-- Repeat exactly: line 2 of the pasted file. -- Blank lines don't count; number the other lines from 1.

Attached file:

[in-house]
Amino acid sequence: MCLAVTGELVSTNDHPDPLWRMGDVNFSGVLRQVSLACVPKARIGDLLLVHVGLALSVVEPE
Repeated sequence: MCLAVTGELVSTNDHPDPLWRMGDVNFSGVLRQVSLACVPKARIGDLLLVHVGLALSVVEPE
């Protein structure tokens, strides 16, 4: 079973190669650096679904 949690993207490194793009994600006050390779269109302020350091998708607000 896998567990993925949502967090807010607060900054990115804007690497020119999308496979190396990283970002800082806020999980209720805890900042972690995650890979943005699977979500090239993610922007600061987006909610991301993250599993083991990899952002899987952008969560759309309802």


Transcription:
Amino acid sequence: MCLAVTGELVSTNDHPDPLWRMGDVNFSGVLRQVSLACVPKARIGDLLLVHVGLALSVVEPE